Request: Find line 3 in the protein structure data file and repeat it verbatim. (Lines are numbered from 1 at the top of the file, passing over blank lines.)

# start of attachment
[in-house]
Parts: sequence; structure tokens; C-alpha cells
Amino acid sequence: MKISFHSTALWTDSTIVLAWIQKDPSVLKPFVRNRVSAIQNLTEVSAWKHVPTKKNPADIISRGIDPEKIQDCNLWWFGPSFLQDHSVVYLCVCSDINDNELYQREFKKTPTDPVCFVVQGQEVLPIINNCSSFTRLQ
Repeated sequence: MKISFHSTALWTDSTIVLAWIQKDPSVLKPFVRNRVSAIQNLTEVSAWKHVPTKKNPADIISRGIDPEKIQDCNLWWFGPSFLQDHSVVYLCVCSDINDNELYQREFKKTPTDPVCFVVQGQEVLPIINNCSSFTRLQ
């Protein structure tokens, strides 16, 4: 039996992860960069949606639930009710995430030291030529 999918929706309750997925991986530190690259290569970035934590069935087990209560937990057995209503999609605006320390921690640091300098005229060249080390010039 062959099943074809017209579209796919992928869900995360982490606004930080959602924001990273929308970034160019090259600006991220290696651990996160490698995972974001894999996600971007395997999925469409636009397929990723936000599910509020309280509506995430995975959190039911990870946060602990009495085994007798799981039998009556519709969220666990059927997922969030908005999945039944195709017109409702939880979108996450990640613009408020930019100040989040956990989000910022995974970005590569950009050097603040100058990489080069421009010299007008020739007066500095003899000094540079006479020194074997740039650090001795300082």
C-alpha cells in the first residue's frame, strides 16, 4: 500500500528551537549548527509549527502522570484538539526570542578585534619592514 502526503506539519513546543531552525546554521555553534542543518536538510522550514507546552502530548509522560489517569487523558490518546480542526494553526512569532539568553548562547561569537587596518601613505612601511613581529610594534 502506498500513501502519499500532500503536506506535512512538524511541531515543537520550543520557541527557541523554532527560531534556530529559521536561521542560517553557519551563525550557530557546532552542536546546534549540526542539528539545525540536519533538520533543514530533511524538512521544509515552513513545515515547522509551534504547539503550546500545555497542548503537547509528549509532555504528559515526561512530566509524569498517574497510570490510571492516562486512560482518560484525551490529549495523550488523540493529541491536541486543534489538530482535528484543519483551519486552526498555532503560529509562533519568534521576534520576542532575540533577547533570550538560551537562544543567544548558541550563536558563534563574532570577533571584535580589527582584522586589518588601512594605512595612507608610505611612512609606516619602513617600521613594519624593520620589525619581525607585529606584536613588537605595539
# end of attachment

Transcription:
Amino acid sequence: MKISFHSTALWTDSTIVLAWIQKDPSVLKPFVRNRVSAIQNLTEVSAWKHVPTKKNPADIISRGIDPEKIQDCNLWWFGPSFLQDHSVVYLCVCSDINDNELYQREFKKTPTDPVCFVVQGQEVLPIINNCSSFTRLQ